One of the kindest characters in Charles Dickens's Oliver Twist is Mrs. Bedwin.
Oliver meets Mrs. Bedwin when he is taken in by Mr. Brownlow. Mrs. Bedwin works as Mr. Brownlow's housekeeper. She is an elderly woman with a caring, loving, maternal personality.
After he is wrongfully accused of stealing Mr. Brownlow's handkerchief and brought before the magistrate, Oliver becomes ill and faints. Mr. Brownlow brings Oliver to his home, where he and Mrs. Bedwin care for the young boy.
Mrs. Bedwin nurses Oliver back to health, and he blossoms under her loving care. She teaches him how to play cribbage and has unwavering faith in his goodness. Even when Oliver seemingly takes off with Mr. Brownlow's money and books after being sent out on an errand, Mrs. Bedwin never doubts that Oliver is a good child and that there is an explanation for his apparent disappearance and theft (she later learns Oliver was kidnapped).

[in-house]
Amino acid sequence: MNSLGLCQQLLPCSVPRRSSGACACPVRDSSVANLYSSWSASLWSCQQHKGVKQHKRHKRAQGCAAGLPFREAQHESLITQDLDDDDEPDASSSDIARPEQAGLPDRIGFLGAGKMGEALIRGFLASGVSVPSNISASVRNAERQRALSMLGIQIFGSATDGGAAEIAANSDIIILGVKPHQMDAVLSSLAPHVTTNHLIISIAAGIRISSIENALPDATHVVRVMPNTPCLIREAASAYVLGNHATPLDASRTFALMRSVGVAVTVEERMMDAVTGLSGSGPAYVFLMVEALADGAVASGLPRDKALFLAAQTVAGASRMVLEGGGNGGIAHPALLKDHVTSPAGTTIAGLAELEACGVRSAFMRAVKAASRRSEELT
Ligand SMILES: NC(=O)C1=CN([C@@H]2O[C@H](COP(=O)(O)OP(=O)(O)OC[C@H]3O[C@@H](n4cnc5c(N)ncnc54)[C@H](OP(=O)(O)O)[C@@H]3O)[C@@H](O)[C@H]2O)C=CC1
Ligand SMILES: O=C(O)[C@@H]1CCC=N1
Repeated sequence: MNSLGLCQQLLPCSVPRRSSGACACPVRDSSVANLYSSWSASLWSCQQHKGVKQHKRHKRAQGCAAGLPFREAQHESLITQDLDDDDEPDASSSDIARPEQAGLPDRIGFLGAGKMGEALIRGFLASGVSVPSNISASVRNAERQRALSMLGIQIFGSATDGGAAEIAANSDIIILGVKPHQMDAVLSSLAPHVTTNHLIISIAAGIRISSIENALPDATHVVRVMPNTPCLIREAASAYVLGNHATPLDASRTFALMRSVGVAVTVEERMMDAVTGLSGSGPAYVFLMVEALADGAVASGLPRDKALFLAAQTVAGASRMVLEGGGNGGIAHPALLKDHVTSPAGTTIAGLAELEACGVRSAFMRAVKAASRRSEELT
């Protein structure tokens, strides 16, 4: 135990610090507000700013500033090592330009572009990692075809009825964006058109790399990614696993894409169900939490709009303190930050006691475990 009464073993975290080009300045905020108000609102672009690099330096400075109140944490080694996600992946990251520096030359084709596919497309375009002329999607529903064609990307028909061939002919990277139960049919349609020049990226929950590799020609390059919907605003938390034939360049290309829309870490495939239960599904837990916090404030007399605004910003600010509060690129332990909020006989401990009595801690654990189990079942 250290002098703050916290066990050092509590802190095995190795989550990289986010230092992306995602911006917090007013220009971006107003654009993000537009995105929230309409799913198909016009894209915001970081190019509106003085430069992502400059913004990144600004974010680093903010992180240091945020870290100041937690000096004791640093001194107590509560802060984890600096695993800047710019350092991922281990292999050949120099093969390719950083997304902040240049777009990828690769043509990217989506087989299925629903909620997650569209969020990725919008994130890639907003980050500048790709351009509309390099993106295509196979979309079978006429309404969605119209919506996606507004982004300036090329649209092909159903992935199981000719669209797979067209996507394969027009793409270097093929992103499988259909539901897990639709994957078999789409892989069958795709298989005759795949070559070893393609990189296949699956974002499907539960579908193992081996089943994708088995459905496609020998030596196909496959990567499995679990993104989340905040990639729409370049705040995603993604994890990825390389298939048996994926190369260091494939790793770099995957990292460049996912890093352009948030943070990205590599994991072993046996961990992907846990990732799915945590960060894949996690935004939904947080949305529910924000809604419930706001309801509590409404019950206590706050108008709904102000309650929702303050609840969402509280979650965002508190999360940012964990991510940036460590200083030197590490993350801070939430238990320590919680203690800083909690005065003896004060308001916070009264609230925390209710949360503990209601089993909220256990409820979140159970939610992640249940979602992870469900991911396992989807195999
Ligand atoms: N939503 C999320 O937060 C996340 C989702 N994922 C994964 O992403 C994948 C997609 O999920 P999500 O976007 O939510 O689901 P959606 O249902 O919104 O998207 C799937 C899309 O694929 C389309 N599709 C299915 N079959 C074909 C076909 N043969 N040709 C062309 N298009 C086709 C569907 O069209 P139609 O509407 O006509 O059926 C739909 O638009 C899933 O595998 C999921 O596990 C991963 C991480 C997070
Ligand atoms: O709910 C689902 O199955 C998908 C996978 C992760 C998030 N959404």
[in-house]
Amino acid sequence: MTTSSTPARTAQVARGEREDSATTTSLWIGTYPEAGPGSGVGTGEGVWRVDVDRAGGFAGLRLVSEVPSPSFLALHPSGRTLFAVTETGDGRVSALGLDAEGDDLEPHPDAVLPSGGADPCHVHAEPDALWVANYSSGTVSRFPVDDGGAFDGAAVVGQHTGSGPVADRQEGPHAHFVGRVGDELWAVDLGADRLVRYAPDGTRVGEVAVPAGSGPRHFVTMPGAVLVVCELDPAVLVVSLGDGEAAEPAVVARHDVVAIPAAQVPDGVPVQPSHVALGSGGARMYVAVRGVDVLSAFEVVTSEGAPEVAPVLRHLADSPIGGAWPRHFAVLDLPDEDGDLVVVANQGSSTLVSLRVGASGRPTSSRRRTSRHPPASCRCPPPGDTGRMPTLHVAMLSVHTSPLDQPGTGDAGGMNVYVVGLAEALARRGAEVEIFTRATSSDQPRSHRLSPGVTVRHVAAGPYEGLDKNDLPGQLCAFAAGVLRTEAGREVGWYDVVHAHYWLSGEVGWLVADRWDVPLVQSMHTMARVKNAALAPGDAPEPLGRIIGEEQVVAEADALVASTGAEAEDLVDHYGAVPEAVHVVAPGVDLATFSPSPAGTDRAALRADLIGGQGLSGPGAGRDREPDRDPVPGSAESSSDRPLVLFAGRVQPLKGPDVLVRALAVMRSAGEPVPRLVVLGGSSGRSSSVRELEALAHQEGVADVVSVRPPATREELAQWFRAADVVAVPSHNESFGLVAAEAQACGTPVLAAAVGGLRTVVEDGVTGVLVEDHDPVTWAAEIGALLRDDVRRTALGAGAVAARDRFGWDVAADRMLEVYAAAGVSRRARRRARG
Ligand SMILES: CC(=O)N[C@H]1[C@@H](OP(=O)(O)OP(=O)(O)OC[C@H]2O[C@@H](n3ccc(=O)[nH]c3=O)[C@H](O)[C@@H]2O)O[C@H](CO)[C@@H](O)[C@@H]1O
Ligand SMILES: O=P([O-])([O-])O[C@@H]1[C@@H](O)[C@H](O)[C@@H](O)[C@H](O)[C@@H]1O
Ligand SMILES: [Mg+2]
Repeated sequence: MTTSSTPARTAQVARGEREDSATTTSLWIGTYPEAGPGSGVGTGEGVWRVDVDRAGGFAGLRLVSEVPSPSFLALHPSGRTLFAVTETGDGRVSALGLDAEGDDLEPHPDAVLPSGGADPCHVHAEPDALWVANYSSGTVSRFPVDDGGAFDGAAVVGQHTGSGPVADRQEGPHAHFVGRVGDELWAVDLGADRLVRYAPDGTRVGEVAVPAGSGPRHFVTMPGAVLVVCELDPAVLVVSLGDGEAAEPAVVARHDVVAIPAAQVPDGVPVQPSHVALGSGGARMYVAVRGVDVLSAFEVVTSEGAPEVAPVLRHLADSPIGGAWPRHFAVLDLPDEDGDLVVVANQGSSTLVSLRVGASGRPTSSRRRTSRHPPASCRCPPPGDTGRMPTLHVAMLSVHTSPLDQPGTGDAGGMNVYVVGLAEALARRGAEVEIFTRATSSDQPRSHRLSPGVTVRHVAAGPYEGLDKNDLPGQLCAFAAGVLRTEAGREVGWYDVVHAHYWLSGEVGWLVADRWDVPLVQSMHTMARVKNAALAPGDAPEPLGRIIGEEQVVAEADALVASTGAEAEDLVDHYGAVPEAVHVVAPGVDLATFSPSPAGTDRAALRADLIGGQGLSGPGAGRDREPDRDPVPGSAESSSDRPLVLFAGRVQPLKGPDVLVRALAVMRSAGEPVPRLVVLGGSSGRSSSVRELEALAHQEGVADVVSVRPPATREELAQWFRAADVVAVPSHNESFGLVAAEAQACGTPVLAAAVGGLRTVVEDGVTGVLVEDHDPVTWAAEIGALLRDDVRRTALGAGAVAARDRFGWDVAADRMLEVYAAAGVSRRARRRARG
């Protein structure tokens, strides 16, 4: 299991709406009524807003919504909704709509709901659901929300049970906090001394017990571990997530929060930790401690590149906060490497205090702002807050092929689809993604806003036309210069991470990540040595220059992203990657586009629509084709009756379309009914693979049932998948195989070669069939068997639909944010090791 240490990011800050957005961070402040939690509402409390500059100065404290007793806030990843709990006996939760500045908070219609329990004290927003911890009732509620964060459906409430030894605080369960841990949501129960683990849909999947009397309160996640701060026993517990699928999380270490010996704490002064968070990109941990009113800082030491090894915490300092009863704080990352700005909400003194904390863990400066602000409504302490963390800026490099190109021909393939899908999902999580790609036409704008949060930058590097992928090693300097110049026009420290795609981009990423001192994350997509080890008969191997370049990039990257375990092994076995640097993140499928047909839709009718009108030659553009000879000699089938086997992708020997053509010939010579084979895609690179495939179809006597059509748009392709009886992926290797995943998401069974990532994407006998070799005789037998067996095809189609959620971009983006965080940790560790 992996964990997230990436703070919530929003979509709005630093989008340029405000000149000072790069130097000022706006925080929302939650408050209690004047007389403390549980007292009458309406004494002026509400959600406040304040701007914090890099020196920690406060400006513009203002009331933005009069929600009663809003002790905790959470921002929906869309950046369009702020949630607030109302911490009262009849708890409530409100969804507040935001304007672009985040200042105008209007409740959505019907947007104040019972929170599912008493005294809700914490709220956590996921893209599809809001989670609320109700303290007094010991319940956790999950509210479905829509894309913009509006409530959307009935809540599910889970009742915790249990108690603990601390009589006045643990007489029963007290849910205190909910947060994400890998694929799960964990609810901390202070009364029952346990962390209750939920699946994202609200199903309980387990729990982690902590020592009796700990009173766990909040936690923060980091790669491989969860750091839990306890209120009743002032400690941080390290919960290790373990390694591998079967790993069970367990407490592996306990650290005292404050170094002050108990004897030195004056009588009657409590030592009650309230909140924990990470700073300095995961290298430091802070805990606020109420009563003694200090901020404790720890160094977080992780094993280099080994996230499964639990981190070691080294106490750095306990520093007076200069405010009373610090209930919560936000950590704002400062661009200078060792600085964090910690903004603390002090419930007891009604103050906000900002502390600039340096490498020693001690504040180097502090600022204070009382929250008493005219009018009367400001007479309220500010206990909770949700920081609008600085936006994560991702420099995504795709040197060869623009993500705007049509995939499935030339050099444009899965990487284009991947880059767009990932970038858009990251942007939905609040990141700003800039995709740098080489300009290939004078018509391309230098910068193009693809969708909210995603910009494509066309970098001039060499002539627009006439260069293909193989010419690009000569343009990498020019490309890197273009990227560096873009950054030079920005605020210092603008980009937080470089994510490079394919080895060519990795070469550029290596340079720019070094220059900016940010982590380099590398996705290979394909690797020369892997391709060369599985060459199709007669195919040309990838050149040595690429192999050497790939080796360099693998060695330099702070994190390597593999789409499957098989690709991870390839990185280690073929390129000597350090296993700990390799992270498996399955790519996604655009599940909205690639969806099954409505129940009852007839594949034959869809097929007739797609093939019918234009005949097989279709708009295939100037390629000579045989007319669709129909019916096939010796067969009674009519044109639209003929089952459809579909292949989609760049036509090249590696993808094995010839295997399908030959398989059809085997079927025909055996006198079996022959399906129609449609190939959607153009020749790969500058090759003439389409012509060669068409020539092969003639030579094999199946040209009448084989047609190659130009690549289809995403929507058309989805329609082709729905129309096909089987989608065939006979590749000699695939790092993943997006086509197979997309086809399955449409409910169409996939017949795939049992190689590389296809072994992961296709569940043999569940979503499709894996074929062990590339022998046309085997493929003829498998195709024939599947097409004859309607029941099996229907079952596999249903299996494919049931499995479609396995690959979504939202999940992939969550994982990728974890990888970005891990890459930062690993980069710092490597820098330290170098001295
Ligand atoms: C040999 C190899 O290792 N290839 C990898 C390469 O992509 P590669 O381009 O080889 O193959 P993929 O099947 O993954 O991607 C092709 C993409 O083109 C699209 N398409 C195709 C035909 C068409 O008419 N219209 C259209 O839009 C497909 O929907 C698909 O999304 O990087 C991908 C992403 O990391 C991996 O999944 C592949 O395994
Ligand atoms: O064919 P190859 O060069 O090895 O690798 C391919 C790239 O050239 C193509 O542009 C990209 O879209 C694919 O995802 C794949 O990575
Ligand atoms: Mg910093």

In a novel filled with cruel, abusive characters, Mrs. Bedwin is a breath of fresh air. She is one of the few characters to show kindness and love to Oliver, who is sadly accustomed to being mistreated and abused.
Although she is a minor character, Mrs. Bedwin stands out because of how much she differs from the other adult characters in the novel. Almost all of the adults in Oliver's life abuse, neglect, mistreat, and take advantage of him. They are quick to think and believe the worst about him and often misjudge him. Unlike these people, Mrs. Bedwin loves Oliver. She genuinely cares for him and wholeheartedly believes in him and his innocence, even in the face of damning evidence against him.